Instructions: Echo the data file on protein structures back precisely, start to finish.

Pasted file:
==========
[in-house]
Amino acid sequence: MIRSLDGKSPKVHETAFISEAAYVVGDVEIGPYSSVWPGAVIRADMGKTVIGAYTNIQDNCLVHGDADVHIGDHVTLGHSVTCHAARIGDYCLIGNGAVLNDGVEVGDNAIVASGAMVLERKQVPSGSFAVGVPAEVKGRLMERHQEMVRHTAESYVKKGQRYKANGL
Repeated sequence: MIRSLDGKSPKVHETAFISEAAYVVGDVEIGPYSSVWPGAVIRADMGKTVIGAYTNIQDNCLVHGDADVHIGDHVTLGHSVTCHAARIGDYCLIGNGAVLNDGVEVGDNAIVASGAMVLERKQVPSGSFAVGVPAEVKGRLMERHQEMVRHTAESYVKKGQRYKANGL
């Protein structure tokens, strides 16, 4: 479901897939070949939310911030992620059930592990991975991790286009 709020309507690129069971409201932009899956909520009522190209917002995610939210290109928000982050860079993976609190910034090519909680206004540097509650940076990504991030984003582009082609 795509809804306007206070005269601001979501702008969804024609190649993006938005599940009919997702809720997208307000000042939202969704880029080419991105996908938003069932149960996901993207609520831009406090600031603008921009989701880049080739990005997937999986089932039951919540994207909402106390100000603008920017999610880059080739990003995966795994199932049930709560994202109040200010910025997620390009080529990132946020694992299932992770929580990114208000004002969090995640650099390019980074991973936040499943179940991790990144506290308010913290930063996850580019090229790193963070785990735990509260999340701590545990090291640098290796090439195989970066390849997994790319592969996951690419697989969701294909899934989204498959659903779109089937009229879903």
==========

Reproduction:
[in-house]
Amino acid sequence: MIRSLDGKSPKVHETAFISEAAYVVGDVEIGPYSSVWPGAVIRADMGKTVIGAYTNIQDNCLVHGDADVHIGDHVTLGHSVTCHAARIGDYCLIGNGAVLNDGVEVGDNAIVASGAMVLERKQVPSGSFAVGVPAEVKGRLMERHQEMVRHTAESYVKKGQRYKANGL
Repeated sequence: MIRSLDGKSPKVHETAFISEAAYVVGDVEIGPYSSVWPGAVIRADMGKTVIGAYTNIQDNCLVHGDADVHIGDHVTLGHSVTCHAARIGDYCLIGNGAVLNDGVEVGDNAIVASGAMVLERKQVPSGSFAVGVPAEVKGRLMERHQEMVRHTAESYVKKGQRYKANGL
């Protein structure tokens, strides 16, 4: 479901897939070949939310911030992620059930592990991975991790286009 709020309507690129069971409201932009899956909520009522190209917002995610939210290109928000982050860079993976609190910034090519909680206004540097509650940076990504991030984003582009082609 795509809804306007206070005269601001979501702008969804024609190649993006938005599940009919997702809720997208307000000042939202969704880029080419991105996908938003069932149960996901993207609520831009406090600031603008921009989701880049080739990005997937999986089932039951919540994207909402106390100000603008920017999610880059080739990003995966795994199932049930709560994202109040200010910025997620390009080529990132946020694992299932992770929580990114208000004002969090995640650099390019980074991973936040499943179940991790990144506290308010913290930063996850580019090229790193963070785990735990509260999340701590545990090291640098290796090439195989970066390849997994790319592969996951690419697989969701294909899934989204498959659903779109089937009229879903």